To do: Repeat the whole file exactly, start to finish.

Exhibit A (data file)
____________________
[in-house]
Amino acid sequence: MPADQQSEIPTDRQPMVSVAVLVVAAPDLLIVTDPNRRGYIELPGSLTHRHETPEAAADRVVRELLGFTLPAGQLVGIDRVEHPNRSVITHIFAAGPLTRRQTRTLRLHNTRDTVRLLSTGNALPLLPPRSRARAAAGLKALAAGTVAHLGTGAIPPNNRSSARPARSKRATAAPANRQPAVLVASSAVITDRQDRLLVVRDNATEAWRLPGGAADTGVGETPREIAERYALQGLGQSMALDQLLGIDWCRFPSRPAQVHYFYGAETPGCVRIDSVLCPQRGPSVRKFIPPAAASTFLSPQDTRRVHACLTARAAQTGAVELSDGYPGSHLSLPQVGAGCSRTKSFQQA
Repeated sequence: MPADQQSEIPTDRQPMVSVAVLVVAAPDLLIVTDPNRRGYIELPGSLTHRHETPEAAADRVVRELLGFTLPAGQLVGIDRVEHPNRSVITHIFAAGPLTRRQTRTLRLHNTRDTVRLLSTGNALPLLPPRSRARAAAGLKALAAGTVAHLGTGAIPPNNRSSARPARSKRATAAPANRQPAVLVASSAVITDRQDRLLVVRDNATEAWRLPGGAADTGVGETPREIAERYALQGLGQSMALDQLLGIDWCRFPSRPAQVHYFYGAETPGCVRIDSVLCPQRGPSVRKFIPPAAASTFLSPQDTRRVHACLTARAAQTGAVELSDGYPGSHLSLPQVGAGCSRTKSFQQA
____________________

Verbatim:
[in-house]
Amino acid sequence: MPADQQSEIPTDRQPMVSVAVLVVAAPDLLIVTDPNRRGYIELPGSLTHRHETPEAAADRVVRELLGFTLPAGQLVGIDRVEHPNRSVITHIFAAGPLTRRQTRTLRLHNTRDTVRLLSTGNALPLLPPRSRARAAAGLKALAAGTVAHLGTGAIPPNNRSSARPARSKRATAAPANRQPAVLVASSAVITDRQDRLLVVRDNATEAWRLPGGAADTGVGETPREIAERYALQGLGQSMALDQLLGIDWCRFPSRPAQVHYFYGAETPGCVRIDSVLCPQRGPSVRKFIPPAAASTFLSPQDTRRVHACLTARAAQTGAVELSDGYPGSHLSLPQVGAGCSRTKSFQQA
Repeated sequence: MPADQQSEIPTDRQPMVSVAVLVVAAPDLLIVTDPNRRGYIELPGSLTHRHETPEAAADRVVRELLGFTLPAGQLVGIDRVEHPNRSVITHIFAAGPLTRRQTRTLRLHNTRDTVRLLSTGNALPLLPPRSRARAAAGLKALAAGTVAHLGTGAIPPNNRSSARPARSKRATAAPANRQPAVLVASSAVITDRQDRLLVVRDNATEAWRLPGGAADTGVGETPREIAERYALQGLGQSMALDQLLGIDWCRFPSRPAQVHYFYGAETPGCVRIDSVLCPQRGPSVRKFIPPAAASTFLSPQDTRRVHACLTARAAQTGAVELSDGYPGSHLSLPQVGAGCSRTKSFQQA